Joel Meyerowitz and Wang Wusheng’s exhibitions held at the Three Shadows Centre seems to engage in a dialogue with Sino-French cultures, was it done on purpose?
S.S.: Actually there were two different exhibitions in the first place, although both showcase two masters of photography: one is American the other is Chinese. We placed a great emphasis on showing exclusively vintage prints for Joel Meyerowitz. And such prints needed to fit within strict procedures and conservation standards for international museum, hence it had to be exhibited in Three Shadows.
How Jimei x Arles festival evolved since its advent in 2015?
S.S.: If Les Rencontres d’Arles has been existing for the last 48 years, Jimei x Arles festival is only three years old. So it’s perhaps slightly too early to evaluate it now, it seems difficult to delineate the evolution, we are still at the beginning of our project. What I can tell you is that year after year, more and more medias are covering the event, the overall audience grows wider, and we continuously increase the exhibitions’ level of demand and quality.
What has Jimei x Arles festival brought to the Chinese photographic scene?
S.S.: We should remain modest, it seems difficult to say there was a before and an after. However in general the Chinese photographic scene has been evolving. A few years before, the 80s-90s generation were still indebted in performance and political issues. We see now that concerns shifted and evolved, perhaps photography in China now seems most in accordance with a sort of global art while keeping its local specificity.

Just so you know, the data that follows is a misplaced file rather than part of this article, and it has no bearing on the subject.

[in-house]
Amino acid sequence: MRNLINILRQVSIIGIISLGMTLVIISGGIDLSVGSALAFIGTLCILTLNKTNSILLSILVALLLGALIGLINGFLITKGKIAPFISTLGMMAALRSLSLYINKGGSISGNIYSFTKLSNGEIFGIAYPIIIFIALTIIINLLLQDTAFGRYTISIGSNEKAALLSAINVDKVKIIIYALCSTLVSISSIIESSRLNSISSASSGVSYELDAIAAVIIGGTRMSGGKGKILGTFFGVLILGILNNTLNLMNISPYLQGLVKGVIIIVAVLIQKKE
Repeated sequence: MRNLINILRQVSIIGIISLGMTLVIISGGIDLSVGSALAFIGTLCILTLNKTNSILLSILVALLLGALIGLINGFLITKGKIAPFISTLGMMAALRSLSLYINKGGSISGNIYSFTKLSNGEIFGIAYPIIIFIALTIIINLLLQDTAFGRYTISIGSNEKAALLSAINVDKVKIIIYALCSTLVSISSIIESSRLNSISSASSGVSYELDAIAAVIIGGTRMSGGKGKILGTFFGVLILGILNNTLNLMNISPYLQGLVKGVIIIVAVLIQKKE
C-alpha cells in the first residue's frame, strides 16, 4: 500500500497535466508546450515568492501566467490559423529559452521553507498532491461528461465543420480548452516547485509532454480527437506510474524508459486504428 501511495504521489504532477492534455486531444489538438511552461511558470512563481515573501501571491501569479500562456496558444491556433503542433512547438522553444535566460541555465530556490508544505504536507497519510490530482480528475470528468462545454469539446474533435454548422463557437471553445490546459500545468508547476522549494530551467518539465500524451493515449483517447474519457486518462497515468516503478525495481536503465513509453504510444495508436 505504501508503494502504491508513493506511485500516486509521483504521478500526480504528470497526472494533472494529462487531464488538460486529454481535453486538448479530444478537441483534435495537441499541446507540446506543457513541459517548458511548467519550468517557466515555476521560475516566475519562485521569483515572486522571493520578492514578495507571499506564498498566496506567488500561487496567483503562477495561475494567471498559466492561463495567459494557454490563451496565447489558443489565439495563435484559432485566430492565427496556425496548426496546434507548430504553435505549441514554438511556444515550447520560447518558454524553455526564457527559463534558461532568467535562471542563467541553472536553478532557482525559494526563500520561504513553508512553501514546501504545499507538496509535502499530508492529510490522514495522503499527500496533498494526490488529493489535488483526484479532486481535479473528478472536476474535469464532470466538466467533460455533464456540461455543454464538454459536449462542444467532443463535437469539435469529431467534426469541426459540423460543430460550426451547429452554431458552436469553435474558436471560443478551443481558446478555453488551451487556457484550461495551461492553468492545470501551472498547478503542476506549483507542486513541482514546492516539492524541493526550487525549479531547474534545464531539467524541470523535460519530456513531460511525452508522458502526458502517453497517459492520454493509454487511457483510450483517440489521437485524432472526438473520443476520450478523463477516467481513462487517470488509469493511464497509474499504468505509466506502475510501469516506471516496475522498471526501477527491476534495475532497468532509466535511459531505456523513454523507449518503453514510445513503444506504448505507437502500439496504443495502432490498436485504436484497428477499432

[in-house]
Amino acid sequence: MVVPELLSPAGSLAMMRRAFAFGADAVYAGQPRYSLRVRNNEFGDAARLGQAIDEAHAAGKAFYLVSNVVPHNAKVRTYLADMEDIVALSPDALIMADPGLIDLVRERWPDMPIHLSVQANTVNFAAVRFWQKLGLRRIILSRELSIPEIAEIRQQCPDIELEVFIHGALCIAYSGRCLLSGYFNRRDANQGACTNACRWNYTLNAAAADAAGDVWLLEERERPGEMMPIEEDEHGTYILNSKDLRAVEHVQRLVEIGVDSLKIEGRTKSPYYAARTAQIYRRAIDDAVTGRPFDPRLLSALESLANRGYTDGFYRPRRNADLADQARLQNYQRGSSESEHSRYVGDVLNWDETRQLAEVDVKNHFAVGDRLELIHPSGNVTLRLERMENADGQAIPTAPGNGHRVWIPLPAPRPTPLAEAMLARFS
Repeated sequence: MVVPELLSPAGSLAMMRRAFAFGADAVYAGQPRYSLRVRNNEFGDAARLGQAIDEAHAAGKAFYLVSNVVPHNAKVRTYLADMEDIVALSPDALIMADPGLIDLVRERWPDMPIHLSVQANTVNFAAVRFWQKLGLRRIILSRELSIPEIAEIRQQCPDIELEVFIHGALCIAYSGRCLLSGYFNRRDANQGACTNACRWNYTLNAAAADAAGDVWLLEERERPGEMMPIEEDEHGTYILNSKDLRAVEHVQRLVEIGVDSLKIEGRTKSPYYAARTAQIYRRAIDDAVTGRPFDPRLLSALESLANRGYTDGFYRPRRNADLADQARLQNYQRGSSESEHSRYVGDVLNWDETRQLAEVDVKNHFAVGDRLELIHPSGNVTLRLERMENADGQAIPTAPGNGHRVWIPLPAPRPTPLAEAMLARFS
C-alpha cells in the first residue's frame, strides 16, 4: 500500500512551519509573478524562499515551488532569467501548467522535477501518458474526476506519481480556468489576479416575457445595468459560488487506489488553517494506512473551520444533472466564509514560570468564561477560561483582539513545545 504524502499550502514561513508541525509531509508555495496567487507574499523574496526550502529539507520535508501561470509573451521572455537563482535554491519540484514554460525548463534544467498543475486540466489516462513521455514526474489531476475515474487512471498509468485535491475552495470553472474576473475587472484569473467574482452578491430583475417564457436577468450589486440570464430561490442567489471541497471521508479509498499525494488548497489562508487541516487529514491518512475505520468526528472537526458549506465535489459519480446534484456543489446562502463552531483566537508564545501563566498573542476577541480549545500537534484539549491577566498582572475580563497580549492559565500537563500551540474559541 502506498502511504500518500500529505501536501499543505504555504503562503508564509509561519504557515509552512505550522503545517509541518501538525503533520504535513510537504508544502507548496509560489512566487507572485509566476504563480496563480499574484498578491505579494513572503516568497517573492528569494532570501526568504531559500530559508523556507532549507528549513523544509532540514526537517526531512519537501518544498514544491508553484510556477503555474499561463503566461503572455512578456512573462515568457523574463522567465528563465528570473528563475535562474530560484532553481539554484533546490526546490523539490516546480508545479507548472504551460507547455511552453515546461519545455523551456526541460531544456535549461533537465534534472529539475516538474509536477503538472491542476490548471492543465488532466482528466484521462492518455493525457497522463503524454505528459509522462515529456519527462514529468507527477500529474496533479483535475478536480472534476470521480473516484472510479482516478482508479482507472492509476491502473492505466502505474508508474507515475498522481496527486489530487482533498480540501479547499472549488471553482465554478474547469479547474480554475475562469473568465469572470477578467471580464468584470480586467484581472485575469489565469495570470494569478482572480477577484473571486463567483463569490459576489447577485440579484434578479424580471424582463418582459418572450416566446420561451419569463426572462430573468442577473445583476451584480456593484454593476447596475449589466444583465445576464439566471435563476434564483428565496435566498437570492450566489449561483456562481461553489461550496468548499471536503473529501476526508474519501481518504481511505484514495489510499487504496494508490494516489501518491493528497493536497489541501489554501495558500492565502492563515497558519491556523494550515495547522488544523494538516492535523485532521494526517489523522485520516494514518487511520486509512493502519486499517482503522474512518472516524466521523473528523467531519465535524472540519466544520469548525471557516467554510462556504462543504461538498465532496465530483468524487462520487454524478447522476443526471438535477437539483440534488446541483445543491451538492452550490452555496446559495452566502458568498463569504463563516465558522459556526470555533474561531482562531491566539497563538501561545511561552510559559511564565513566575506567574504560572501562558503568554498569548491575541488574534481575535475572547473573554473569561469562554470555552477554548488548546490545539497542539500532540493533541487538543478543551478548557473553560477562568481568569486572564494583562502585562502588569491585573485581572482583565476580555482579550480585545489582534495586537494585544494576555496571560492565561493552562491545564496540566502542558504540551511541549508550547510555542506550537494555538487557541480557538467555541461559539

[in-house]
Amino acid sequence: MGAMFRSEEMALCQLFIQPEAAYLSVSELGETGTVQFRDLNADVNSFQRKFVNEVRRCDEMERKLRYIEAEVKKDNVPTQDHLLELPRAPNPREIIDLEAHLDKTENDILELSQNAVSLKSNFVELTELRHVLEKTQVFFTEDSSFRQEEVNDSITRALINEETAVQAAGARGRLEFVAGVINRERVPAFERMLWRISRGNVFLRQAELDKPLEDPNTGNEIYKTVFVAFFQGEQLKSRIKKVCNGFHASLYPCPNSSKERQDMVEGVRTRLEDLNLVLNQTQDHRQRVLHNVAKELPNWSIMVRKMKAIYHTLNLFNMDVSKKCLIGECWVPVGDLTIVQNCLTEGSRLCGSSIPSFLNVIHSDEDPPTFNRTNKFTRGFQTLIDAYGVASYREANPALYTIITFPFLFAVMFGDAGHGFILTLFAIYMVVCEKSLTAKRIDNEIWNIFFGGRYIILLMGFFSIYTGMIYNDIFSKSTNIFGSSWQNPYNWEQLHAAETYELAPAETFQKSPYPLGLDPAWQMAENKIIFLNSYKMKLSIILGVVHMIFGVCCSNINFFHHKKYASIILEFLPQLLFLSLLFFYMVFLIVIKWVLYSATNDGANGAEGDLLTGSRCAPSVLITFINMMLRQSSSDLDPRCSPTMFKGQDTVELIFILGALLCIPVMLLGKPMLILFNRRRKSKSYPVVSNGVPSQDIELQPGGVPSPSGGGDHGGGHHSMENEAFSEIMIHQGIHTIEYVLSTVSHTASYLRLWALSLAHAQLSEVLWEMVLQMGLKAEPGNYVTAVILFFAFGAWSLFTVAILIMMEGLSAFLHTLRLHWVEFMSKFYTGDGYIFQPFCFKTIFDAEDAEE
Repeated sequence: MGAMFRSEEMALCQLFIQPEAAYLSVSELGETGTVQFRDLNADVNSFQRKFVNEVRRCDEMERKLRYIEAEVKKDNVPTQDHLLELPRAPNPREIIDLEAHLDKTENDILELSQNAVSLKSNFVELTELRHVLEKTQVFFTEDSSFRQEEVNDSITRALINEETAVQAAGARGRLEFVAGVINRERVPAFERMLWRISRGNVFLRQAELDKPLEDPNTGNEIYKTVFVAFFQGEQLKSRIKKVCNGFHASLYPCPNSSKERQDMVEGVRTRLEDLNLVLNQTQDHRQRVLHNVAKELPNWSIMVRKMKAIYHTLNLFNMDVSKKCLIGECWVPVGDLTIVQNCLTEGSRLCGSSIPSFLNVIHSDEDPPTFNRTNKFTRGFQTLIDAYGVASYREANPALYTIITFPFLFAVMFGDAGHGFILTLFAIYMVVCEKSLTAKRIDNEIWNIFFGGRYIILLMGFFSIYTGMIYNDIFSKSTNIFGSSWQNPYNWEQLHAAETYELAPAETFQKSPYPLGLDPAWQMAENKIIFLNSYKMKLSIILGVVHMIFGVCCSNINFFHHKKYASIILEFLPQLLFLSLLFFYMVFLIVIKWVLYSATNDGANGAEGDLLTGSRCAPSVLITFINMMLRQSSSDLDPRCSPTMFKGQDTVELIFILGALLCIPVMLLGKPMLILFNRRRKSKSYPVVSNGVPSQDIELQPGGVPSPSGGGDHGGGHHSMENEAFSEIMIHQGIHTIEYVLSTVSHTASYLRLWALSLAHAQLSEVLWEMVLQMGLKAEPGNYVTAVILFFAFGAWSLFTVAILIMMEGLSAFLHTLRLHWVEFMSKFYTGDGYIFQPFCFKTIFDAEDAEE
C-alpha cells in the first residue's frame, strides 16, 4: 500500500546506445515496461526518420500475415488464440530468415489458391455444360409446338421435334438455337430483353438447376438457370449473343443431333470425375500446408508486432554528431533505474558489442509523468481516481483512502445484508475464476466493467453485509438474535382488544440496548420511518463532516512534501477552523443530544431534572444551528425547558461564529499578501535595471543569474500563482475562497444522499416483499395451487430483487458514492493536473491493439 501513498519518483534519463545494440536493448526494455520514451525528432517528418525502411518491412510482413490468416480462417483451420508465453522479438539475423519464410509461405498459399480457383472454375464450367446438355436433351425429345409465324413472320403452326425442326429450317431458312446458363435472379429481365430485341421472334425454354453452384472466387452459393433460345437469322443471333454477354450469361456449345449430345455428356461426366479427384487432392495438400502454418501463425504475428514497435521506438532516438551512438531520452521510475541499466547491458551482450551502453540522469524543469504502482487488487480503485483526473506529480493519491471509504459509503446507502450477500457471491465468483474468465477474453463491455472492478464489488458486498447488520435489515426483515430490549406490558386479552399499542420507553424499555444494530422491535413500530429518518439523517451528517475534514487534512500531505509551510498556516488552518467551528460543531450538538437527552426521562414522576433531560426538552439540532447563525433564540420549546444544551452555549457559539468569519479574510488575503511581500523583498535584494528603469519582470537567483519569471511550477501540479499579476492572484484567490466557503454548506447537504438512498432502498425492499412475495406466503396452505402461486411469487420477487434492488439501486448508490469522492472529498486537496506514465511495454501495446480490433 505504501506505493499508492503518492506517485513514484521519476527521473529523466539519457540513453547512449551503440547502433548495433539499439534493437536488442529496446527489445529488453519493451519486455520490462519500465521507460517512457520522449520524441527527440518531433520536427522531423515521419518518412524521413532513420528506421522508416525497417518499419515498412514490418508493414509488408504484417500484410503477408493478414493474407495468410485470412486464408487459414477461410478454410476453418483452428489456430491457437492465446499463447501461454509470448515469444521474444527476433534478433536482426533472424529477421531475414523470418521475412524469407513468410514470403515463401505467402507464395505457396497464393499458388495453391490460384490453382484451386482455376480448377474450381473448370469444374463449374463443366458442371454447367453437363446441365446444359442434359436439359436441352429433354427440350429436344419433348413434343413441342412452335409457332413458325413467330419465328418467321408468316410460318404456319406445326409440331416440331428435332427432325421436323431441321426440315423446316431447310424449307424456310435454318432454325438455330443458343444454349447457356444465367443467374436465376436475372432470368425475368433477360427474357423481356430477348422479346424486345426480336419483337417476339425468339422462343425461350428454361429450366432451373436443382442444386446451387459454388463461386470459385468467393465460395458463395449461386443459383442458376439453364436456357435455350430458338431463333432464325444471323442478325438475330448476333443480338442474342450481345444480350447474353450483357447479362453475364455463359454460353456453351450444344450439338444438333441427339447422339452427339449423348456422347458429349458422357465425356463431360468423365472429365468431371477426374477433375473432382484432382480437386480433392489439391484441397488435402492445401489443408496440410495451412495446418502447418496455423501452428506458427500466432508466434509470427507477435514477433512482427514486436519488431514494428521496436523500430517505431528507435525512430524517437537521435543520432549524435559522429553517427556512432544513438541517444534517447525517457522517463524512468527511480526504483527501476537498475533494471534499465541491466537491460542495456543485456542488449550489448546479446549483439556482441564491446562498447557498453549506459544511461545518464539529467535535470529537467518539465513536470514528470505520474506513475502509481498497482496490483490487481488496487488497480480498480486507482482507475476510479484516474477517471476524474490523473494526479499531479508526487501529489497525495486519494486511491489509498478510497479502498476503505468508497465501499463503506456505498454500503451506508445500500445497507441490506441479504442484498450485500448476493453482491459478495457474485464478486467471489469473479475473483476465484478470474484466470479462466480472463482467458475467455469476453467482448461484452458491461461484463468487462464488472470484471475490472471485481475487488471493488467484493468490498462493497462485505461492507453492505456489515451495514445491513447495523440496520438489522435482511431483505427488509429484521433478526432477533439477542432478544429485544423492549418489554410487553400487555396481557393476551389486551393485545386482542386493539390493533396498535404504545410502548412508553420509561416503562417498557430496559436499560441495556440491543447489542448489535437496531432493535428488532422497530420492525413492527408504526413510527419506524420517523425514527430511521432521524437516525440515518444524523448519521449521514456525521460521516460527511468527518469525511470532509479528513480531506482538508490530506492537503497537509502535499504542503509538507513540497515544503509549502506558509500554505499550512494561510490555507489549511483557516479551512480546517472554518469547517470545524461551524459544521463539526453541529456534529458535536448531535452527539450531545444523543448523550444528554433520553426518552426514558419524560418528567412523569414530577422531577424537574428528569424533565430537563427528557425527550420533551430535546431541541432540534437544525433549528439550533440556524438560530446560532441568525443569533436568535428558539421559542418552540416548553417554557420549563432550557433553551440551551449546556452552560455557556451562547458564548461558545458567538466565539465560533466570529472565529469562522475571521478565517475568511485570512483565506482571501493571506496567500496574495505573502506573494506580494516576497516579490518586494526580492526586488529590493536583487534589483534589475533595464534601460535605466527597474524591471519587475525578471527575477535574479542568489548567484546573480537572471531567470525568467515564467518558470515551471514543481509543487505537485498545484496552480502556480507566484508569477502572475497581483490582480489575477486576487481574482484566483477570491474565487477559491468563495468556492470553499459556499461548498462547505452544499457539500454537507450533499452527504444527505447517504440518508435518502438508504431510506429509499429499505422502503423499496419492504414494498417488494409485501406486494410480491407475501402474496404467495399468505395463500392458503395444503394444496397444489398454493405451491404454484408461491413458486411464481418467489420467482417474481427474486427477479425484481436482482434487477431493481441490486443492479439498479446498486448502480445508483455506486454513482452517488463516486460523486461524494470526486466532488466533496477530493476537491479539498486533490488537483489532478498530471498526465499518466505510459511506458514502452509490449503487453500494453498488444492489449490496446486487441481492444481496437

What are the differences and similarities between the local and international curators and artists invited to participate in Jimei x Arles festival?
S.S.: The first difference is perhaps the youth of the overall Chinese artistic scene, including the artists, the journalists, and the curators. We meet loads of young people who bring about new energies and refreshing views on their country. I believe this scene is marked by a strong curiosity.
I also noticed that, despite the level and difficulty of the exhibitions we brought from Arles, the audience remains very curious and able to understand. For instance each year we bring the Photobook Award from Arles in which we introduce around a hundred photobooks. We can see how much it attracts a wide audience, including artists, curators, and students, all scrutinizing in detail these publications they have little occasions to see. I found it very important. It seems that by being here in China, we are where the world of tomorrow invents itself.
What is your relationship with Rong Rong, co-founder of the Three Shadows Centre and co-founder of Jimei x Arles festival?
S.S.: Chinese audience is lucky to have one of the best institutions for photography. Rong Rong and his team are very professional. This collaboration allowed us to introduce European artists we believe in, while enabling us to discover Chinese artists and to include them in our program in Arles. It’s a very balanced relationship in which we mutually bring new ideas.
The collector and curator Huang Jianpeng introduced three historical photographers active in 1920s and 1950s China. What do you think of their works?
S.S.: I found this exhibition very interesting. It’s important to include historical references next to the young photographic scene. In a similar fashion, we pay a particular attention in Arles to show collections of vintage photographs. It reminds us that photography has a history, that it was built little by little. Huang Jianpeng’s exhibition enhances this historical anchorage, just like did the exhibition at Three Shadows Centre about “40 years of Chinese Contemporary Photography (1976-2017)” last October 2017.
How would you describe Jimei x Arles in three words?
S.S.: Contemporary, prospective, and surprise.